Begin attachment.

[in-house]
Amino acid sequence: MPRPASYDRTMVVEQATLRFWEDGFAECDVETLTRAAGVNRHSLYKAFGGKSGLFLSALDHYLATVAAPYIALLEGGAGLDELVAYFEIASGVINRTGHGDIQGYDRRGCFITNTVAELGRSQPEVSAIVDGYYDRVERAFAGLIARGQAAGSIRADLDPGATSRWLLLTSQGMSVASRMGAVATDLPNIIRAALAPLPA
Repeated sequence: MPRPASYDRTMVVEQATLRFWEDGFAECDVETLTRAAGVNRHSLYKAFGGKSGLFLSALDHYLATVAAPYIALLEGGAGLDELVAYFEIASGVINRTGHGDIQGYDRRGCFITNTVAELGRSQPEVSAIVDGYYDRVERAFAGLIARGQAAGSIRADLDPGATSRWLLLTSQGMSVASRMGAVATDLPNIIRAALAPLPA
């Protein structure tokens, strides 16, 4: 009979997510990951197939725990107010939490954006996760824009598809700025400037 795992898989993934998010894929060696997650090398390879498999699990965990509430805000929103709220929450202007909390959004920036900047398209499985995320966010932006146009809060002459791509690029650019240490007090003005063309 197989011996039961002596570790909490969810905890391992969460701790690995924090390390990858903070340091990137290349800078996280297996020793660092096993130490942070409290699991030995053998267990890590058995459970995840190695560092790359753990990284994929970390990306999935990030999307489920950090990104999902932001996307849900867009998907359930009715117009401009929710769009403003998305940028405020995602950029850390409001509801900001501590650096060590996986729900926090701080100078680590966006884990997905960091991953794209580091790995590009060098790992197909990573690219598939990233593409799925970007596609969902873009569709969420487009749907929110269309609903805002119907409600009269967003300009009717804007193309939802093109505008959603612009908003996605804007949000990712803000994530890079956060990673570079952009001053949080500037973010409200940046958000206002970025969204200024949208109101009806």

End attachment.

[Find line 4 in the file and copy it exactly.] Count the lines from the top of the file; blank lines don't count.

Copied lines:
């Protein structure tokens, strides 16, 4: 009979997510990951197939725990107010939490954006996760824009598809700025400037 795992898989993934998010894929060696997650090398390879498999699990965990509430805000929103709220929450202007909390959004920036900047398209499985995320966010932006146009809060002459791509690029650019240490007090003005063309 197989011996039961002596570790909490969810905890391992969460701790690995924090390390990858903070340091990137290349800078996280297996020793660092096993130490942070409290699991030995053998267990890590058995459970995840190695560092790359753990990284994929970390990306999935990030999307489920950090990104999902932001996307849900867009998907359930009715117009401009929710769009403003998305940028405020995602950029850390409001509801900001501590650096060590996986729900926090701080100078680590966006884990997905960091991953794209580091790995590009060098790992197909990573690219598939990233593409799925970007596609969902873009569709969420487009749907929110269309609903805002119907409600009269967003300009009717804007193309939802093109505008959603612009908003996605804007949000990712803000994530890079956060990673570079952009001053949080500037973010409200940046958000206002970025969204200024949208109101009806």